Oliver Stone’s much-anticipated “Wall Street, Money Never Sleeps,” now in theaters, is well made and acted. Most of the reviews I have read are by film critics who use much different criteria than someone like me, who is looking to see how certain political and philosophical themes are presented, and not how well it is acted, edited or otherwise put together as a work of art.
It is the first attempt to put onto film perhaps the greatest trauma to erupt from within the United States since the Civil War. The depressions of the latter 19th century and the stock market crash of 1929 were, of course, somewhat on a par, but in terms of the worldwide consequences of the international financial meltdown of 2008 and its sheer unfathomable magnitude, this one was mammoth.
We’ve been attacked from without, by the British in the War of 1812, the Japanese at Pearl Harbor and the al Qaeda terrorists in 2001, and there were deadly invasions on the microscopic level, the flu pandemic following World War I and the AIDS epidemic. But when it comes to internally-generated social crises, the Civil War is the only event to match the seriousness of what unfolded on Wall Street and throughout the U.S. and global banking system in the summer and fall of 2008.
In this context, the movie bears a similarity of tone and surreality to good alien invasion films like “War of the Worlds” and “Independence Day,” insofar as the entire globe is depicted as suddenly placed at dire risk of obliteration.
The connection between this 2010 film and its predecessor, the 1980 “Wall Street,” where the character Gordon Gekko delivers his immortal speech in support of greed, is direct and intentional, and meant thereby to make a point.
Gekko is back, after serving eight years behind bars, again played masterfully by Michael Douglas. The new kid in the picture is now played by Shia LeBeouf, while Charlie Sheen, the kid in the 1980 version, makes a cameo appearance.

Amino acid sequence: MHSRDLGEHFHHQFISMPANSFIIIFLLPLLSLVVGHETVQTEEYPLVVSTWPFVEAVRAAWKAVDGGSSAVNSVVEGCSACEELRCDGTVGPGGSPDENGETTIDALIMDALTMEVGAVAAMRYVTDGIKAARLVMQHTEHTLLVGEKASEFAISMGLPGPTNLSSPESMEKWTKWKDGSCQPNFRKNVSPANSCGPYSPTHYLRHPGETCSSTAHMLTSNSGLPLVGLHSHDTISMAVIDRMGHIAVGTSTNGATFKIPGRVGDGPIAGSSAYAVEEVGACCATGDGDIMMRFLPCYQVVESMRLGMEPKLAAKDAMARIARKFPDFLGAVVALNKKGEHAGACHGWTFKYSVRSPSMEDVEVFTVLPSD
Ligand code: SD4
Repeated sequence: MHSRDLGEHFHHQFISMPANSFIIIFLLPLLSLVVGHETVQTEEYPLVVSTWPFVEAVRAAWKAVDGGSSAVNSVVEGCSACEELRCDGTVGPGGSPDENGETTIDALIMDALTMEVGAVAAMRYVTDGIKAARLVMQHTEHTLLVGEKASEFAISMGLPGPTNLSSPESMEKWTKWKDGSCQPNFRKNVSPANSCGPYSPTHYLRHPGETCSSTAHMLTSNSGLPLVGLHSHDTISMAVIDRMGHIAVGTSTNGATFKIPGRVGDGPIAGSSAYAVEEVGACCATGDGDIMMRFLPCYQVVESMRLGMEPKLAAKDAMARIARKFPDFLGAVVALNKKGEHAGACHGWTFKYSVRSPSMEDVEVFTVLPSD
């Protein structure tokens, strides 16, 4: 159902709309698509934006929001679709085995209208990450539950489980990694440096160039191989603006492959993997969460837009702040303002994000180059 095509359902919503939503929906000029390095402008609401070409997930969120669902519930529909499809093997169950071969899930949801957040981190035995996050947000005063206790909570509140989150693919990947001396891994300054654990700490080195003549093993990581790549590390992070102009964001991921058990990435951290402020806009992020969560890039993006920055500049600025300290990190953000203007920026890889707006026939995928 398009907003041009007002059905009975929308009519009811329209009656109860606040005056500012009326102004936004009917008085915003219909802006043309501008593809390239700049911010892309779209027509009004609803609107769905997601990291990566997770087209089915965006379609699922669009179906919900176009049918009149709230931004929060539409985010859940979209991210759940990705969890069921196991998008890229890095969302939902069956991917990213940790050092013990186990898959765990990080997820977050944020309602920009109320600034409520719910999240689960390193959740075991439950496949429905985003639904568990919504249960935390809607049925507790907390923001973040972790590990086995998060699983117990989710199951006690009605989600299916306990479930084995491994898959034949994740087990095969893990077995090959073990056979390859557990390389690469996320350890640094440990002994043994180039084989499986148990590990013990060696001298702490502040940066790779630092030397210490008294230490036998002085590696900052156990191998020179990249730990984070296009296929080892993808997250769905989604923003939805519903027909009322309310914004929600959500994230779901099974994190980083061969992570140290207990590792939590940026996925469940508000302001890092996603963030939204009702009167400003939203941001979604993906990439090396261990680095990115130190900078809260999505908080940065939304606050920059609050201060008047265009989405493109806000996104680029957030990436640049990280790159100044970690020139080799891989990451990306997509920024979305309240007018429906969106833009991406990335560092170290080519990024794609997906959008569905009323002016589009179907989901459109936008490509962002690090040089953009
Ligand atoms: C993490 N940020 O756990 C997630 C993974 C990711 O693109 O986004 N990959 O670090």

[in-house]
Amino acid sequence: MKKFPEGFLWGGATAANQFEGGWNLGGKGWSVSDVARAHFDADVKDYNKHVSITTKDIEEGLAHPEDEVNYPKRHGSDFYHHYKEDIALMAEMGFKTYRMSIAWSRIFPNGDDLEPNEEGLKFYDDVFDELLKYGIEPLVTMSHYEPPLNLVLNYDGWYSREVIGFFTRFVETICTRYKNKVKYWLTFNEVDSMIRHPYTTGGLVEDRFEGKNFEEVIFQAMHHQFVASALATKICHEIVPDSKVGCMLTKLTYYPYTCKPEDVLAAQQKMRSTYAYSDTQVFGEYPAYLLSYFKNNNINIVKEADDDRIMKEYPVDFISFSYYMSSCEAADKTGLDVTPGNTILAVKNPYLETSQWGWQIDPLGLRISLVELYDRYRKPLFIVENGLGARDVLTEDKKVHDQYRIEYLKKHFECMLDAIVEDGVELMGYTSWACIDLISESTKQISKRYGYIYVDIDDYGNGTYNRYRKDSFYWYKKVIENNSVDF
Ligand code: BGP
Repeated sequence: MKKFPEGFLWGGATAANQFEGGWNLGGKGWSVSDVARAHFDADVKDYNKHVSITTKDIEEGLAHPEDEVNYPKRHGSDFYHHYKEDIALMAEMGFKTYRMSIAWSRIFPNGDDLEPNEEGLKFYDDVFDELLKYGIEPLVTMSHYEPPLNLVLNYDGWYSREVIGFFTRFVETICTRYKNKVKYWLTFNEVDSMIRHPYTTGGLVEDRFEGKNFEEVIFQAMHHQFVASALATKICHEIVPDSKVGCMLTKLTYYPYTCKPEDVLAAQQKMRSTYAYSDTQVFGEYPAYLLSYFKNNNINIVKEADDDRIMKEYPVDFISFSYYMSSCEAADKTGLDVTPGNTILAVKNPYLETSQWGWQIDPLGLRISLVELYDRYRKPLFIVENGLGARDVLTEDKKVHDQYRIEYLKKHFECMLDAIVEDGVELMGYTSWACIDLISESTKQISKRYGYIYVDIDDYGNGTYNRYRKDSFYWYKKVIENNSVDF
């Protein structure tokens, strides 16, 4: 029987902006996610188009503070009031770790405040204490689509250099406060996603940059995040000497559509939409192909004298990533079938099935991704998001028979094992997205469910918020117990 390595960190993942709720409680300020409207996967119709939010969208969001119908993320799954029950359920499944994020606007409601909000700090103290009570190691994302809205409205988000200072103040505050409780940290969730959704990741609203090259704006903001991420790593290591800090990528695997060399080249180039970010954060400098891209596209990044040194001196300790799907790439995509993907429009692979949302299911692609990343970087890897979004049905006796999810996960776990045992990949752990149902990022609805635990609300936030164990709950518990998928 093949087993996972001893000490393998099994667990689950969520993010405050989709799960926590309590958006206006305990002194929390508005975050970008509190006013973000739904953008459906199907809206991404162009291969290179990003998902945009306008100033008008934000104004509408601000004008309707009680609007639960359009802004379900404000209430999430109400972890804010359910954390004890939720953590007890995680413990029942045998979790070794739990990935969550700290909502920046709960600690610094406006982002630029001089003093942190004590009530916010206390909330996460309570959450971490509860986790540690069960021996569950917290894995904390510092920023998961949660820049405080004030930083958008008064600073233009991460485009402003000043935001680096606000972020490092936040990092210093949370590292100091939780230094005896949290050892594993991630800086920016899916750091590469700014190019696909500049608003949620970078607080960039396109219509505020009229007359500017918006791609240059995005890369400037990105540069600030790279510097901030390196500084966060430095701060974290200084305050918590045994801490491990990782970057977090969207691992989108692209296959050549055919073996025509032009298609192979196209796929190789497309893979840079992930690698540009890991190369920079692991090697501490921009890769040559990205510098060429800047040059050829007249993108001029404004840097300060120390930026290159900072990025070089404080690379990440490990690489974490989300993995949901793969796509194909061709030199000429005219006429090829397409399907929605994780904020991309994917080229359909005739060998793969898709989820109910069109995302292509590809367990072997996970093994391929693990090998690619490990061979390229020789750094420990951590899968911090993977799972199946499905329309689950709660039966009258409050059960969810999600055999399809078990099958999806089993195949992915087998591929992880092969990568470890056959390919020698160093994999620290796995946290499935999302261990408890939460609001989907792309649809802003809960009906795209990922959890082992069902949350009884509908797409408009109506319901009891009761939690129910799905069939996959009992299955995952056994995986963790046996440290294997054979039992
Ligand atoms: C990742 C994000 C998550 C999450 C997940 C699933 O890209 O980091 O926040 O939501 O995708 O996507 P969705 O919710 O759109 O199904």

But the evil this time far eclipses Gekko’s excesses in the film made 30 years earlier. It is now epitomized by a frightening, nightmarish Goya painting, “Saturn Devouring His Son,” of a mortified, damned soul consuming his own flesh. In 30 years, Gekko’s greed had morphed into its consequence, something more akin to pure evil.
Two relevant points about what is presented in this new version of “Wall Street.”
The first concerns the references, spotted throughout the film, of the actual magnitude of the problem, and the extent to which the “financial services industry” had come to overwhelmingly dominate the global economy. There were references to $70 trillion in leveraged derivatives floating out there, the actual number being unknown to anyone.
It was noted that the banks, bailed out by TARP to the tune of $700 billion, got 100 percent of the value of their paper in bailout funds.
There were discussions of credit-default swaps and short sales that led to brokers making fortunes by betting on the failure of the stocks they sold to trusting investors. There were runs put on targeted stocks through rumor mills for purposes of nothing but taking them down to buy off at three cents on the dollar.
This is a brutal, dog-eat-dog world granted permission for eight years by the Bush administration to carry out Gekko’s “greed” agenda without regulation or restraint. And, oh yes, it is still going on.
Then there is the other way the film, by displaying the truth, drives a stake in the heart of the evil. It calmly but powerfully touts the promise of controlled nuclear fusion energy.
Here is, in fact, what Wall Street and the oil giants actually fear most, the ultimate alternative energy that, once harnessed, exists boundlessly, almost as common as sea water.
This twist makes this film a work of genius, a true blow against the machine. It is not about the usual low yield alternative energies, but the very process by which the sun, itself, burns, the potential source of the most powerful and abundant alternative to fossil fuels on the planet. Bravo!